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Freshwater-Saltwater Interactions along the Atlantic Coast

A Regional Assessment of the Ground-Water Resources Program

Freshwater-Saltwater Home | Saltwater Intrusion | Ground-Water Flow and Discharge to Coastal Environments |
Products of the Assessment | Links to Related Resources

Ground Water in Freshwater-Saltwater Environments of the Atlantic Coast (Circular 1262)

Bibliography on the Occurrence and Intrusion of Saltwater in Aquifers along the Atlantic Coast of the United States:(Open-File Report 02-235)

Ground-Water Resources for the Future: Atlantic Coastal Zone (Fact Sheet 085-00)

About the Regional Assessment

Freshwater aquifers along the Atlantic coast of the United States are bounded at their seaward margins by saltwater. Ground-water withdrawals from these aquifers can cause lateral and vertical intrusion of surrounding saltwater, and incidences of saltwater intrusion have been documented throughout the eastern seaboard (figure 1). Withdrawals also can change the patterns of ground-water flow and discharge to coastal ecosystems, which may alter the nutrient budgets and salinity of coastal waterways and wetlands. Projected future growth in population along the coastal areas of the United States will likely increase stresses on coastal aquifers and ecosystems in the next century. As part of the Ground-Water Resources Program, the USGS is conducting an assessment of freshwater-saltwater interactions and issues along the Atlantic coast, focusing on saltwater intrusion into freshwater aquifers and ground-water discharge into coastal ecosystems.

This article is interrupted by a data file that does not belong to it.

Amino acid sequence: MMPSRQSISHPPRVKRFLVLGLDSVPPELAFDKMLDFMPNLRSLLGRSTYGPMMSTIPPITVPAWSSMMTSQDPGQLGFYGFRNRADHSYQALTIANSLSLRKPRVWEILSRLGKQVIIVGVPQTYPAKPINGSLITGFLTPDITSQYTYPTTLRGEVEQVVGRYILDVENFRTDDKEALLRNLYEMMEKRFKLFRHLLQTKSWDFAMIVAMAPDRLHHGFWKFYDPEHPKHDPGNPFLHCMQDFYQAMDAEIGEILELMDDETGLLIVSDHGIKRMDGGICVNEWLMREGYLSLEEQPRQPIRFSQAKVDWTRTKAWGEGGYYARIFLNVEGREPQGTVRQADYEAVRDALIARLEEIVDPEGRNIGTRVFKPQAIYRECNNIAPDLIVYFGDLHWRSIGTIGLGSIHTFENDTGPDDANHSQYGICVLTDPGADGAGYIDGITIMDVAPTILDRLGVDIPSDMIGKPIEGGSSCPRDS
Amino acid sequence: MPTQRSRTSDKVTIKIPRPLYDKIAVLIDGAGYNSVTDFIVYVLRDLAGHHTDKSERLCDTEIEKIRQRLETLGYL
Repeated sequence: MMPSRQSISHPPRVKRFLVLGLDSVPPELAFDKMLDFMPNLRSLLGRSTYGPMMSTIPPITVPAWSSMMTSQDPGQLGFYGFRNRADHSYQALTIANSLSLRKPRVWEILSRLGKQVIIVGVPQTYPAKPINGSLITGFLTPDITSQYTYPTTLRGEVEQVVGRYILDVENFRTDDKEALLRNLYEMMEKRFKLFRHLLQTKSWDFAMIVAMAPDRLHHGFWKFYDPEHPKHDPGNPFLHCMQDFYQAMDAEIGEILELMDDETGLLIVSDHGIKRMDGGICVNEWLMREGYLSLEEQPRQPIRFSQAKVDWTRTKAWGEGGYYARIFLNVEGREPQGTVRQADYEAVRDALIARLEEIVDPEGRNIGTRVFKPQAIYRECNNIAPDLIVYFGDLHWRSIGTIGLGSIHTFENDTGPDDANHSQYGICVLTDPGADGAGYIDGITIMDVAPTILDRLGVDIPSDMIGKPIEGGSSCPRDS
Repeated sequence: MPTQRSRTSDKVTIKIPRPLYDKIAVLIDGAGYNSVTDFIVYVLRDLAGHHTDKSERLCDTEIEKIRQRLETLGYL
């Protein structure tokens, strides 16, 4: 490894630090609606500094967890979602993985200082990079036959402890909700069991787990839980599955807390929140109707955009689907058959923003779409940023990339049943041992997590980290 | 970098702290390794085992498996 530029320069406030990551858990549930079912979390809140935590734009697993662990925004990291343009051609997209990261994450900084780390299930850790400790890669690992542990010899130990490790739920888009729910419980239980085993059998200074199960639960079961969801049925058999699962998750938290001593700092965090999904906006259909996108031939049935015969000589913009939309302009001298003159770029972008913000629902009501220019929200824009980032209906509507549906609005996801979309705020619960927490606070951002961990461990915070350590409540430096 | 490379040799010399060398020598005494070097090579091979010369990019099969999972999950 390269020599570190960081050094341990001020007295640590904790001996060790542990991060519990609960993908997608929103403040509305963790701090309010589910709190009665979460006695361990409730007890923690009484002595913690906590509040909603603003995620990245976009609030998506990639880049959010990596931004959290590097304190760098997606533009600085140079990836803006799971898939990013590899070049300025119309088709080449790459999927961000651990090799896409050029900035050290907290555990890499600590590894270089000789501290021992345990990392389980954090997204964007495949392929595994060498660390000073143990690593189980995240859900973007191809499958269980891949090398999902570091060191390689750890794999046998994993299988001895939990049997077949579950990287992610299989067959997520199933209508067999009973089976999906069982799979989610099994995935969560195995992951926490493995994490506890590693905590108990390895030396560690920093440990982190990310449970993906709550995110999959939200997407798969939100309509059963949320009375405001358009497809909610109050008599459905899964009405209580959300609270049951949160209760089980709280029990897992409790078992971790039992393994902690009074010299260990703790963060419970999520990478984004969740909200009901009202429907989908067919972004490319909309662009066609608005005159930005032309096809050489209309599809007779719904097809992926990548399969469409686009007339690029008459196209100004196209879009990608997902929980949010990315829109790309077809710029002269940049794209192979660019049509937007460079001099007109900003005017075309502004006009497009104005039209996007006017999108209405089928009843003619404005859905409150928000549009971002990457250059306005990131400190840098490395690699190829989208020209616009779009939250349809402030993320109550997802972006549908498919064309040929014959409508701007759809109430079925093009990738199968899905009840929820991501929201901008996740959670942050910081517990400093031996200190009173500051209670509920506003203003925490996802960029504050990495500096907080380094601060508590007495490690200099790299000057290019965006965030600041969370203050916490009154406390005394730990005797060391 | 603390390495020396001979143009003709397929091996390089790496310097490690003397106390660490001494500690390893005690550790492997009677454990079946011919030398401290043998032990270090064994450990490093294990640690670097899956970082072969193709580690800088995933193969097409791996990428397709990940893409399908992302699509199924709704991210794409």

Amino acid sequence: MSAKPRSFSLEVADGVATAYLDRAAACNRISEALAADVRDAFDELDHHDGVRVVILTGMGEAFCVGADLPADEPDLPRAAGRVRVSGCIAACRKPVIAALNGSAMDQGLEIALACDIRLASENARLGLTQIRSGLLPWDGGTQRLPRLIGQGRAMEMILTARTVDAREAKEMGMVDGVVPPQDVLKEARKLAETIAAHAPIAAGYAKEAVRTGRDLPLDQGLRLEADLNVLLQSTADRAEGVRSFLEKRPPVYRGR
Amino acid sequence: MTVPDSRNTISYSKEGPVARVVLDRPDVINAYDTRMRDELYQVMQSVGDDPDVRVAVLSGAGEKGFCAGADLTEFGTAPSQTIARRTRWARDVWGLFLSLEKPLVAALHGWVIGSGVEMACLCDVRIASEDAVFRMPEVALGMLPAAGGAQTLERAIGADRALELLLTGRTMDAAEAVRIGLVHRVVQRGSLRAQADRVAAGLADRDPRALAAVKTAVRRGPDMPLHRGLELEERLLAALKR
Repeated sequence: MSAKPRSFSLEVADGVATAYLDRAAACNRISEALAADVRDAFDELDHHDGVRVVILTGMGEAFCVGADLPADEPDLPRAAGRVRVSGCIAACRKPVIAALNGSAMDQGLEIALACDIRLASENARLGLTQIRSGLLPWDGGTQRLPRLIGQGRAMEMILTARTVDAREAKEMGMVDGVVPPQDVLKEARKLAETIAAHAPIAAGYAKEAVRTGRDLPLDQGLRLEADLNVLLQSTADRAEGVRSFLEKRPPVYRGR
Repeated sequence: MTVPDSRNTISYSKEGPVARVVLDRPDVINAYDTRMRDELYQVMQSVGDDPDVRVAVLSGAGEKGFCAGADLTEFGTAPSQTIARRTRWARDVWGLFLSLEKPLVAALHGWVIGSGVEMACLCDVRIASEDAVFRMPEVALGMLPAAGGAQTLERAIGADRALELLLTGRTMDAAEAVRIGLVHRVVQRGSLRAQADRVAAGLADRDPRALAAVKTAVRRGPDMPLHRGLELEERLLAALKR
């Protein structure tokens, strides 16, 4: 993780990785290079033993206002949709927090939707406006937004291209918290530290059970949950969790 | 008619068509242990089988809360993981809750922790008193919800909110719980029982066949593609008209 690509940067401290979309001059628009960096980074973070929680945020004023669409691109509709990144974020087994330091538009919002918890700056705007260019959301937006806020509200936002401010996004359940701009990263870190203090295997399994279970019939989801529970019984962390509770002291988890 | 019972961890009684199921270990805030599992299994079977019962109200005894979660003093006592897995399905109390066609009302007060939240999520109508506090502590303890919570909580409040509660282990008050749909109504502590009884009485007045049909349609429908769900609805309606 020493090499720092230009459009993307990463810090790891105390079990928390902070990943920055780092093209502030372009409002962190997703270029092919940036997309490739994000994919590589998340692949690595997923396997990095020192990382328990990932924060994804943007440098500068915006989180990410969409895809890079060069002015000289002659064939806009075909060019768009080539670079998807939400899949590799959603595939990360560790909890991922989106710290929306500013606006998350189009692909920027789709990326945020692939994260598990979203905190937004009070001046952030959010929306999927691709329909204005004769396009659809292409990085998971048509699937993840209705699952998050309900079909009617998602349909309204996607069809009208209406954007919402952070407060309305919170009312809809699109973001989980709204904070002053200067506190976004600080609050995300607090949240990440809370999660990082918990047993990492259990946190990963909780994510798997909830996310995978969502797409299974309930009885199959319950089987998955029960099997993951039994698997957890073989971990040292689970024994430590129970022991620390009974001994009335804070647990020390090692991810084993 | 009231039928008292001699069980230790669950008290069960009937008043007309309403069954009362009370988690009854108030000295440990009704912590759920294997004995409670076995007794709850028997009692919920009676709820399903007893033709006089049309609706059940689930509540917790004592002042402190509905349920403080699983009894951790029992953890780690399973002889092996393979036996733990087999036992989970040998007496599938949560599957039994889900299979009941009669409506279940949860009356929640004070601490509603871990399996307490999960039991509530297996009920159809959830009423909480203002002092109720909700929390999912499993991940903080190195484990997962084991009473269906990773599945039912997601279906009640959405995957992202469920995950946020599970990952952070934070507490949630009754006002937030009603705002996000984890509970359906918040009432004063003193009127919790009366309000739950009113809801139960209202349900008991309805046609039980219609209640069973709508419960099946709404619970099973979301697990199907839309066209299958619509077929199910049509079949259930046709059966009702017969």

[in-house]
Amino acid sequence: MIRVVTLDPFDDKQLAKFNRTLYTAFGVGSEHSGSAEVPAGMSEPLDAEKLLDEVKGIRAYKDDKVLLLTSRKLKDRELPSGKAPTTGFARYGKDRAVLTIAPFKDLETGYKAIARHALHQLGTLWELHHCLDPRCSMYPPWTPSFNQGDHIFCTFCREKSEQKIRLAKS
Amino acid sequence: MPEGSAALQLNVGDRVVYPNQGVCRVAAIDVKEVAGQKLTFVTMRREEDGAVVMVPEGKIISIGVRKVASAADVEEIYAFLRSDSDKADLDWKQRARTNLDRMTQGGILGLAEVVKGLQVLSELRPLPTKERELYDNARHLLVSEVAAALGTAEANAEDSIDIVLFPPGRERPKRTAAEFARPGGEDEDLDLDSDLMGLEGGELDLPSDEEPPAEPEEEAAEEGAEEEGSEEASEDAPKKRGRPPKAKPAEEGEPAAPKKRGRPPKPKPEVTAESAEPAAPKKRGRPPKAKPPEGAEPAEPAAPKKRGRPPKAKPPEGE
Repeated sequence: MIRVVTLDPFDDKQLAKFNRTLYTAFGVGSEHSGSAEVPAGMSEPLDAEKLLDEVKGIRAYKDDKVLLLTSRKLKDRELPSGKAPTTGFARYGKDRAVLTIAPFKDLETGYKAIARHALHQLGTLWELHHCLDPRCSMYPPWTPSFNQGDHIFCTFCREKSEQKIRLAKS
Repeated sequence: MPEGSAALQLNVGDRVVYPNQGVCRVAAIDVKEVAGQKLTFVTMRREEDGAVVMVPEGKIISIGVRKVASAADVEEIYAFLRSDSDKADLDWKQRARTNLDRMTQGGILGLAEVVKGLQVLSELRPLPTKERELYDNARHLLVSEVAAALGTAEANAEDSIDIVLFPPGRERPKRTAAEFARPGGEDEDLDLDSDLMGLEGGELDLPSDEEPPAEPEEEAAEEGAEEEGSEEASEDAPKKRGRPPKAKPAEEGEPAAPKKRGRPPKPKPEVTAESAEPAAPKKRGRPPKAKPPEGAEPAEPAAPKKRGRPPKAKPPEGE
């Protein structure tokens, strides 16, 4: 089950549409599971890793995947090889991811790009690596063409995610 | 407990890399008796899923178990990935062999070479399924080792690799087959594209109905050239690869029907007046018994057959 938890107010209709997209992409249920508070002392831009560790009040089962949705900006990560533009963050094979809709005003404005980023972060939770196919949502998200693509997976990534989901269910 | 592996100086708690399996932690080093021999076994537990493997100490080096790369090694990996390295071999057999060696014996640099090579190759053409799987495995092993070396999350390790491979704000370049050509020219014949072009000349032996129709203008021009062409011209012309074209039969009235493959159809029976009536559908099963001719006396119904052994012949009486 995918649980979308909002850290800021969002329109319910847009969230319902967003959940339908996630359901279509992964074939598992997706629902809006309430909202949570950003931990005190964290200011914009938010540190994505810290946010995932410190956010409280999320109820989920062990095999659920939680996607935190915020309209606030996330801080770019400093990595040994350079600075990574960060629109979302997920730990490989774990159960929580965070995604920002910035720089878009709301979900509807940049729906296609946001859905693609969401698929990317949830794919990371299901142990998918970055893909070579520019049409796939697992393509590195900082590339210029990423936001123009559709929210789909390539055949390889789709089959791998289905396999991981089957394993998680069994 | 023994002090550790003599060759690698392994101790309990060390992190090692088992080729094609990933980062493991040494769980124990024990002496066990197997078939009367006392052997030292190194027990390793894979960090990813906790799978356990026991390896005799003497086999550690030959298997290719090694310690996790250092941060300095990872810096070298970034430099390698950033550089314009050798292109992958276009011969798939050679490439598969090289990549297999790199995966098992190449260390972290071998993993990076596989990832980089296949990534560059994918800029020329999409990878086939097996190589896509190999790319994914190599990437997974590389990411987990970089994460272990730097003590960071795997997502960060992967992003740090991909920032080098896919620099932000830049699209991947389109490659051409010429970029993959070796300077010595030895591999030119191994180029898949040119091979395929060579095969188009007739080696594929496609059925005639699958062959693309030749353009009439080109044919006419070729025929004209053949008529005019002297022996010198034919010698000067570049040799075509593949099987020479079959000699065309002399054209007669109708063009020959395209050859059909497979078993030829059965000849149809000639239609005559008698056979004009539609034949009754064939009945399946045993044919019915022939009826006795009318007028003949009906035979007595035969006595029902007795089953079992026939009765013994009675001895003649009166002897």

Areas of saltwater intrusion along the Atlantic coast
Development of ground-water resources along the Atlantic coast has caused saltwater to intrude many highly productive freshwater aquifers.

Selected areas along the Atlantic coast where saltwater has intruded freshwater aquifers are shown in the figure. Projected future growth in population along the coastal areas of the United States will likely increase stresses on coastal aquifers and on the ecosystems that depend upon freshwater discharges from these aquifers.

For more Information, Contact
Paul Barlow, Coordinator
Atlantic Coastal Zone Assessment
U.S. Geological Survey
10 Bearfoot Road
Northborough, MA 01532
(508) 490-5070

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